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Waiting for my Kierkegaardian angel


It was good to hear from you. I’ve had a tough couple of weeks. Dissertation is finally on the move and I’ve gotten in some revisions for my second book, as well as some new writing. But it’s not nearly what I want. The semester’s over soon enough, however, and the next round looks to be a little easier.

Part of the difficulty is just taking care of classes. I have a few geniuses but also a number of the indolent and lazy. I also have students who need really remedial help. Most of them understand that 90 percent of my class is just plain work. Intellectual calisthenics. Of them, 80 percent just don’t want to do it or think that, somehow, teacher will be soft and wonderful to them. It’s a tough business, teaching at a suburban community college. It’s hard to watch the rich idle.

What’s been even harder is that I found out about three weeks ago that a good friend, more of a brother to me than my own, is going to die of brain cancer. Sudden stuff. The end of September he starts having headaches, then his vision blurs. A CAT scan, and two weeks later he’s under the knife. I’ve never felt as sad and mournful in my life. Cleo is an oncology nurse and has never seen anyone with the kind of cancer he has live through it. There are exceptions, she says, but it’s rare.

He’s in Berlin, and I will be going to see him the first two weeks in January. While there, I’ll take a train to near the Luxemburg border to visit his parents, who are very important to me. The whole bunch took me in, provided me a place to be safe and warm every couple of weeks when I arrived in Germany in 1985 with just a backpack and $200. We grew even closer over the two years I lived there learning how to grow grapes. Ernst went on to get a doctorate in economics and has traveled to the states a number of times. He is my age–48, and his parents are now in their 80s. The most difficult thing to accept is that my visit in January may be the last time I see any of them. Even harder for me is to think I may be going back to visit graves.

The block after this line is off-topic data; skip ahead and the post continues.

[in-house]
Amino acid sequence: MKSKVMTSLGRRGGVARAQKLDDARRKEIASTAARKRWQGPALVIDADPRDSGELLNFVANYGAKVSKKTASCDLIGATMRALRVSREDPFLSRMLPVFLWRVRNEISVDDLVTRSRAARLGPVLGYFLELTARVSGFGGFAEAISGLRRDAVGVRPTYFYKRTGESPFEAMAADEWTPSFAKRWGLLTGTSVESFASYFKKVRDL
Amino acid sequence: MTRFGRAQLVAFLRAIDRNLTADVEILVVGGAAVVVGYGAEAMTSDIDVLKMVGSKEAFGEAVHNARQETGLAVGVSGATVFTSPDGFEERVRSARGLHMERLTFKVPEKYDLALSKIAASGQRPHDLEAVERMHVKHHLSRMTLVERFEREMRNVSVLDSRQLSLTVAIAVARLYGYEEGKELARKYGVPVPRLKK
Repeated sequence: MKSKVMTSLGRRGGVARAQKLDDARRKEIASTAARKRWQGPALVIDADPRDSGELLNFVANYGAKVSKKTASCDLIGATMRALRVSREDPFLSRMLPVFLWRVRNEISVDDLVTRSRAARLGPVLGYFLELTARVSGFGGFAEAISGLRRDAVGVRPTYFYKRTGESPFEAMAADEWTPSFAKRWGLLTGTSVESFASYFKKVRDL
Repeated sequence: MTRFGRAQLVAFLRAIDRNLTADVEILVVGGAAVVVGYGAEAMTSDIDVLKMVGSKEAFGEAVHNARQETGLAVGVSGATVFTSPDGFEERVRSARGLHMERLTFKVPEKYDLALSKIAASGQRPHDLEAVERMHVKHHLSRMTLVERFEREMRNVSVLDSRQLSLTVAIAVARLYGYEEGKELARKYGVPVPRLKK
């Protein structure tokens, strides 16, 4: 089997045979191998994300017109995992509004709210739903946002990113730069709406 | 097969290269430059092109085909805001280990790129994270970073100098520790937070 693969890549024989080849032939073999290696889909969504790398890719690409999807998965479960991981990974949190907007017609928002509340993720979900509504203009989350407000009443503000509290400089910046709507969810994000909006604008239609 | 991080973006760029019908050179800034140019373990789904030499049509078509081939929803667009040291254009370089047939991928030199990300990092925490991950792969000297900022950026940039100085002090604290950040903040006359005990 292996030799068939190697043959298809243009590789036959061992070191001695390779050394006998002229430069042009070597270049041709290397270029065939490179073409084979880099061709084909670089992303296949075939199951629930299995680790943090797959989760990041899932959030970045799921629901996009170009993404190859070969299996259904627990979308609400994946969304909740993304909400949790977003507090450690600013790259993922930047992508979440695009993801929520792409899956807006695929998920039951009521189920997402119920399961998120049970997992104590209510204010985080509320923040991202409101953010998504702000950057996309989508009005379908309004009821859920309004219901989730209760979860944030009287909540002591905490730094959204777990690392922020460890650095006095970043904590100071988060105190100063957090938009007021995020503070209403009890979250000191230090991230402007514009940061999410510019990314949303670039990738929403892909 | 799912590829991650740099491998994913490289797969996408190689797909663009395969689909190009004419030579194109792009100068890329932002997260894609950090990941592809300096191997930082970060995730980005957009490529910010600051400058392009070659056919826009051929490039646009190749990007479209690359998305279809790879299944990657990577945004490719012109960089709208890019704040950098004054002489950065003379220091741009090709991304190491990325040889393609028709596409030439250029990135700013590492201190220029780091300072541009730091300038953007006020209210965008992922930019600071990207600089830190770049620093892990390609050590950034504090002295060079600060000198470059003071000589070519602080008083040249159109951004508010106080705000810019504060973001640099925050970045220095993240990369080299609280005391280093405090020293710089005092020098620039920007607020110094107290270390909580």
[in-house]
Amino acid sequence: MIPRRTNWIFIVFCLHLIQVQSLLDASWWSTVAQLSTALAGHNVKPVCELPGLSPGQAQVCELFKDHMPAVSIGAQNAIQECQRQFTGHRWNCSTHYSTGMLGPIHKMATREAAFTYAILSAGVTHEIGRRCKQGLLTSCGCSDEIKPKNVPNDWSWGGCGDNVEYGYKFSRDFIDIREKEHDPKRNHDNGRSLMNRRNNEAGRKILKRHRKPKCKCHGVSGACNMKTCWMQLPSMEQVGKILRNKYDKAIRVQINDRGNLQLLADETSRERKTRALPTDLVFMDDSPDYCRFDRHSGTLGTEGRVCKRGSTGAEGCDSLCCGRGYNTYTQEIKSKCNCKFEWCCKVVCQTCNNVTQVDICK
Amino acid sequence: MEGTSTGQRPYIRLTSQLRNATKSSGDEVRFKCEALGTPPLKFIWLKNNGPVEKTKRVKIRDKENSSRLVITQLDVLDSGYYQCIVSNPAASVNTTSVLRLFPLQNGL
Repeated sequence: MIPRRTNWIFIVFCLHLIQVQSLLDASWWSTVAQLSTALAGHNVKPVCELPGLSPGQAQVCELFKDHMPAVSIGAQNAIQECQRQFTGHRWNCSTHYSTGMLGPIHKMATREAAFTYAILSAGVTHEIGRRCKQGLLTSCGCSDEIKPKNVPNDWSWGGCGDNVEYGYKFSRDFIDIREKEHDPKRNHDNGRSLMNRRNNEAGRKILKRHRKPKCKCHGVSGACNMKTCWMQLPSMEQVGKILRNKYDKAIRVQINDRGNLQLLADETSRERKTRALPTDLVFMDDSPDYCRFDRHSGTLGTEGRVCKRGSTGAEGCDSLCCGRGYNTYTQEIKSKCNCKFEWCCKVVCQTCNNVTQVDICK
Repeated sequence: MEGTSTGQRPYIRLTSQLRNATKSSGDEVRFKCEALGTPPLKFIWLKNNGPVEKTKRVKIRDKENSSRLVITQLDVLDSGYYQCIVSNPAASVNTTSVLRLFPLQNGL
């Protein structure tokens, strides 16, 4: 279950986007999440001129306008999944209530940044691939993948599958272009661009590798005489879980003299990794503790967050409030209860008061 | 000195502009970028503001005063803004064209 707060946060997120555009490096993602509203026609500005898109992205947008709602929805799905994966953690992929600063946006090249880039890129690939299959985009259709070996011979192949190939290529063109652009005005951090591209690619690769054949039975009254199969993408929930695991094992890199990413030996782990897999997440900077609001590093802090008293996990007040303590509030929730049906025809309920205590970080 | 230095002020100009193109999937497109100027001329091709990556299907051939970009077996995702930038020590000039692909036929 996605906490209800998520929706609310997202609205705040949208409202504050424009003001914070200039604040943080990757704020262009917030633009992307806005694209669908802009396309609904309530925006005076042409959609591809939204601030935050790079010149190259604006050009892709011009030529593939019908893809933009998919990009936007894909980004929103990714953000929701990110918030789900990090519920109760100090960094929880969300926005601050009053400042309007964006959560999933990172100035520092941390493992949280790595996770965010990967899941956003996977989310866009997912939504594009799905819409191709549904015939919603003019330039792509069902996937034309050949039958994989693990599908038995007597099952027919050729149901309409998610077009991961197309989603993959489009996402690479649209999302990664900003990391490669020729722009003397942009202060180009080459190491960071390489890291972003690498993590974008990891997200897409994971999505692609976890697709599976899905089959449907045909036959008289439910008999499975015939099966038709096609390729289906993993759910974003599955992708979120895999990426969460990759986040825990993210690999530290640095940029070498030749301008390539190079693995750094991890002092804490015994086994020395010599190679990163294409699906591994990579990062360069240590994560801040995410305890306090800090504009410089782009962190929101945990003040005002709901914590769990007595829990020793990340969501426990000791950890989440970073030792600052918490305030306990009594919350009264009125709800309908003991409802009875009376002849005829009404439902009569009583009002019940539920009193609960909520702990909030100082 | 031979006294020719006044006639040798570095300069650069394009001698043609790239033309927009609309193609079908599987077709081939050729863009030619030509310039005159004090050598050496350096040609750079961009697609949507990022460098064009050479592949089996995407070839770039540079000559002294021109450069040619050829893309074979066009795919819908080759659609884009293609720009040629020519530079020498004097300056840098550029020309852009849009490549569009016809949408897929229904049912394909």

I’m trying to get my shit together so I’m not blubbering when I show up.

I talked to him today, and I can’t tell you how happy just hearing his voice made me. He’s looking for words, at times, but since a scare two weeks ago–infection, swelling–when he was unable to speak or write, he’s in much better spirits and has been able to make some real headway toward just having a regular home life.

I get tired at times, Billy. I complain. I’m often angry, opinionated, overbearing, etc. But with this sort of thing happening to a friend, it makes me think how selfish I am. Today is it. All of it. Get up in the morning, take a deep breath, and the rest is absurdity.

I understand that most of the time. The pointlessness and futility of this short existence is what’s best about being a human being. When I accept the emptiness and absurdity of life, it really becomes something special, something divine.

That sounds pretty silly to a lot of people. Except Buddhists, maybe.

I hope you’ll forgive me for working this out in writing in an E-mail to you. I hope all is well with you. Besides the emotional complexity of my inner life, everything and everyone around here is just great. Sitting around the dinner table tonight, I realized I’m one of the luckiest people in the world.

But, jesusmaryandjoseph, it’d be nice if cancer was like the cold. Get knocked around for a while just remember how good not being sick really is. Get over it and forget what good health is all about.


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